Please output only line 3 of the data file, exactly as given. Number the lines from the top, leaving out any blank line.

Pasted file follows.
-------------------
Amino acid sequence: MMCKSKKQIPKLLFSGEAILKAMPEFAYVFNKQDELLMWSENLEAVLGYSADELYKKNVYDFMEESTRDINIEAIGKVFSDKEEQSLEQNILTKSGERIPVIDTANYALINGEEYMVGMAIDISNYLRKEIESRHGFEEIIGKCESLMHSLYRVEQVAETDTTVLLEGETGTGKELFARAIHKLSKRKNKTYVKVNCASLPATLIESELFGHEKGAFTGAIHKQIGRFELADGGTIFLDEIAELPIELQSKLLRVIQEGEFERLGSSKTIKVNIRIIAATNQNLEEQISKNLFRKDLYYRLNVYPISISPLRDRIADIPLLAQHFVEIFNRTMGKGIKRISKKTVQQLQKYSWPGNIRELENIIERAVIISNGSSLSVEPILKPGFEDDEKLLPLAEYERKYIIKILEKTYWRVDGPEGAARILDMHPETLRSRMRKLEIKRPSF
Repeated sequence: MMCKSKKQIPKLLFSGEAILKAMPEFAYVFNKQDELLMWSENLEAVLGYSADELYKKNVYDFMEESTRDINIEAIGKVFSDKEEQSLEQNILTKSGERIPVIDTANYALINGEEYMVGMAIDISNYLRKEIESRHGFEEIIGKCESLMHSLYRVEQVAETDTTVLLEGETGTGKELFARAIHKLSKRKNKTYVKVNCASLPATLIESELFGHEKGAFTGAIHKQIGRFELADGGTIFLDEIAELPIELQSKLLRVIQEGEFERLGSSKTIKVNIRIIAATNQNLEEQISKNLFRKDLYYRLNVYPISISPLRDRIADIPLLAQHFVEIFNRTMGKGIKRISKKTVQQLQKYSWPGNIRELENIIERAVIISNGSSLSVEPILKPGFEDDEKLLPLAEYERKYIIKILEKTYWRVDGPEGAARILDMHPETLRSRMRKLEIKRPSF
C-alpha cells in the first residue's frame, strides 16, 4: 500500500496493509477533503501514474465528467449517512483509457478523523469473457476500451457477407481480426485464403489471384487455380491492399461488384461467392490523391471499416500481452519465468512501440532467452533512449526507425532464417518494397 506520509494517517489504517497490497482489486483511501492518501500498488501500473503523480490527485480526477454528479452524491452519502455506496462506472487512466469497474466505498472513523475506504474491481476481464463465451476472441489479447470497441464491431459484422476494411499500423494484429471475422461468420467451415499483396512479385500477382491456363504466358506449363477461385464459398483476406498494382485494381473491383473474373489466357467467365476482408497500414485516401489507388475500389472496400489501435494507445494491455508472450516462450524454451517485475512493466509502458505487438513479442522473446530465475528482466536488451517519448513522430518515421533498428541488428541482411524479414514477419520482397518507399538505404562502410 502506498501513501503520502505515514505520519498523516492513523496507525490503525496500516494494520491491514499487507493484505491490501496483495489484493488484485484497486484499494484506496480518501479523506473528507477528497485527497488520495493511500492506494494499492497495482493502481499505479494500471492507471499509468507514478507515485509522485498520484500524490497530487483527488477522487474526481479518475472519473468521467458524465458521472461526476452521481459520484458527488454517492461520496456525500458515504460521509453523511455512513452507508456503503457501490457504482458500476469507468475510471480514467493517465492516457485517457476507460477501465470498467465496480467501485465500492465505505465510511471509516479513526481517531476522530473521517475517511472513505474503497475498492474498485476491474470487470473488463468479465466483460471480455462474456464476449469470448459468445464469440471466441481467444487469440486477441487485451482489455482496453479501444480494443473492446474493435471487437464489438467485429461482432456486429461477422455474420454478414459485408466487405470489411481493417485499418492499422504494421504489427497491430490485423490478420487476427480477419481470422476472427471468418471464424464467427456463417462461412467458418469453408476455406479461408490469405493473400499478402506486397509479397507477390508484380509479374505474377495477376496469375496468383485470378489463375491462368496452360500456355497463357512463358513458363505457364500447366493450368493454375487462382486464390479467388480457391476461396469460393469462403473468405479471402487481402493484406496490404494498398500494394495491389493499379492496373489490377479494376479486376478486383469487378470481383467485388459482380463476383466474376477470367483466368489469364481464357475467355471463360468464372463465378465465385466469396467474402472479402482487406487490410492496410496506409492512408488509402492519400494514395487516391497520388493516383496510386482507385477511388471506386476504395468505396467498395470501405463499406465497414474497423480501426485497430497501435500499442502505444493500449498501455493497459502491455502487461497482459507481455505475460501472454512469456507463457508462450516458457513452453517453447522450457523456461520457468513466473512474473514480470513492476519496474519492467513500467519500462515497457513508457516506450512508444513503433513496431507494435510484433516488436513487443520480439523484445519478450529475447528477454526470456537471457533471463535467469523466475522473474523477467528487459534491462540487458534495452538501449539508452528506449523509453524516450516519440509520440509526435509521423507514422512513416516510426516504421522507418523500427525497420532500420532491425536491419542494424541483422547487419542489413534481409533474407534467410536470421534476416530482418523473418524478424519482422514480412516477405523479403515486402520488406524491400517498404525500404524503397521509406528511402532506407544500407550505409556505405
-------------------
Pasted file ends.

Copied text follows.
C-alpha cells in the first residue's frame, strides 16, 4: 500500500496493509477533503501514474465528467449517512483509457478523523469473457476500451457477407481480426485464403489471384487455380491492399461488384461467392490523391471499416500481452519465468512501440532467452533512449526507425532464417518494397 506520509494517517489504517497490497482489486483511501492518501500498488501500473503523480490527485480526477454528479452524491452519502455506496462506472487512466469497474466505498472513523475506504474491481476481464463465451476472441489479447470497441464491431459484422476494411499500423494484429471475422461468420467451415499483396512479385500477382491456363504466358506449363477461385464459398483476406498494382485494381473491383473474373489466357467467365476482408497500414485516401489507388475500389472496400489501435494507445494491455508472450516462450524454451517485475512493466509502458505487438513479442522473446530465475528482466536488451517519448513522430518515421533498428541488428541482411524479414514477419520482397518507399538505404562502410 502506498501513501503520502505515514505520519498523516492513523496507525490503525496500516494494520491491514499487507493484505491490501496483495489484493488484485484497486484499494484506496480518501479523506473528507477528497485527497488520495493511500492506494494499492497495482493502481499505479494500471492507471499509468507514478507515485509522485498520484500524490497530487483527488477522487474526481479518475472519473468521467458524465458521472461526476452521481459520484458527488454517492461520496456525500458515504460521509453523511455512513452507508456503503457501490457504482458500476469507468475510471480514467493517465492516457485517457476507460477501465470498467465496480467501485465500492465505505465510511471509516479513526481517531476522530473521517475517511472513505474503497475498492474498485476491474470487470473488463468479465466483460471480455462474456464476449469470448459468445464469440471466441481467444487469440486477441487485451482489455482496453479501444480494443473492446474493435471487437464489438467485429461482432456486429461477422455474420454478414459485408466487405470489411481493417485499418492499422504494421504489427497491430490485423490478420487476427480477419481470422476472427471468418471464424464467427456463417462461412467458418469453408476455406479461408490469405493473400499478402506486397509479397507477390508484380509479374505474377495477376496469375496468383485470378489463375491462368496452360500456355497463357512463358513458363505457364500447366493450368493454375487462382486464390479467388480457391476461396469460393469462403473468405479471402487481402493484406496490404494498398500494394495491389493499379492496373489490377479494376479486376478486383469487378470481383467485388459482380463476383466474376477470367483466368489469364481464357475467355471463360468464372463465378465465385466469396467474402472479402482487406487490410492496410496506409492512408488509402492519400494514395487516391497520388493516383496510386482507385477511388471506386476504395468505396467498395470501405463499406465497414474497423480501426485497430497501435500499442502505444493500449498501455493497459502491455502487461497482459507481455505475460501472454512469456507463457508462450516458457513452453517453447522450457523456461520457468513466473512474473514480470513492476519496474519492467513500467519500462515497457513508457516506450512508444513503433513496431507494435510484433516488436513487443520480439523484445519478450529475447528477454526470456537471457533471463535467469523466475522473474523477467528487459534491462540487458534495452538501449539508452528506449523509453524516450516519440509520440509526435509521423507514422512513416516510426516504421522507418523500427525497420532500420532491425536491419542494424541483422547487419542489413534481409533474407534467410536470421534476416530482418523473418524478424519482422514480412516477405523479403515486402520488406524491400517498404525500404524503397521509406528511402532506407544500407550505409556505405